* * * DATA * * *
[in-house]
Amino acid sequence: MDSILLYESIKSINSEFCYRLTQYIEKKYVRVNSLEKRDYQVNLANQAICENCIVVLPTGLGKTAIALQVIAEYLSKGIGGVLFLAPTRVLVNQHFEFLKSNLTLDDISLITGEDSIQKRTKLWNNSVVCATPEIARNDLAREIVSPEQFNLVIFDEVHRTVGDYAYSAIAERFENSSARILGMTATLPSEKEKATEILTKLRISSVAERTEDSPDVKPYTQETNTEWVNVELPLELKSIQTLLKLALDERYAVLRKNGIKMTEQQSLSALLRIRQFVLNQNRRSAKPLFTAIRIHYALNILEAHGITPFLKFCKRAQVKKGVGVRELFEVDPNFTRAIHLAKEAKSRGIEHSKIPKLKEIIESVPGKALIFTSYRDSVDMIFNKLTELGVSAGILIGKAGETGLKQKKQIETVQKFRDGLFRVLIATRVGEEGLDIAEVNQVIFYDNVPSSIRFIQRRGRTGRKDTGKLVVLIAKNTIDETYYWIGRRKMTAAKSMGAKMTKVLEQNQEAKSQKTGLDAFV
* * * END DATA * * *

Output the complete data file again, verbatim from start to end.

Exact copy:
[in-house]
Amino acid sequence: MDSILLYESIKSINSEFCYRLTQYIEKKYVRVNSLEKRDYQVNLANQAICENCIVVLPTGLGKTAIALQVIAEYLSKGIGGVLFLAPTRVLVNQHFEFLKSNLTLDDISLITGEDSIQKRTKLWNNSVVCATPEIARNDLAREIVSPEQFNLVIFDEVHRTVGDYAYSAIAERFENSSARILGMTATLPSEKEKATEILTKLRISSVAERTEDSPDVKPYTQETNTEWVNVELPLELKSIQTLLKLALDERYAVLRKNGIKMTEQQSLSALLRIRQFVLNQNRRSAKPLFTAIRIHYALNILEAHGITPFLKFCKRAQVKKGVGVRELFEVDPNFTRAIHLAKEAKSRGIEHSKIPKLKEIIESVPGKALIFTSYRDSVDMIFNKLTELGVSAGILIGKAGETGLKQKKQIETVQKFRDGLFRVLIATRVGEEGLDIAEVNQVIFYDNVPSSIRFIQRRGRTGRKDTGKLVVLIAKNTIDETYYWIGRRKMTAAKSMGAKMTKVLEQNQEAKSQKTGLDAFV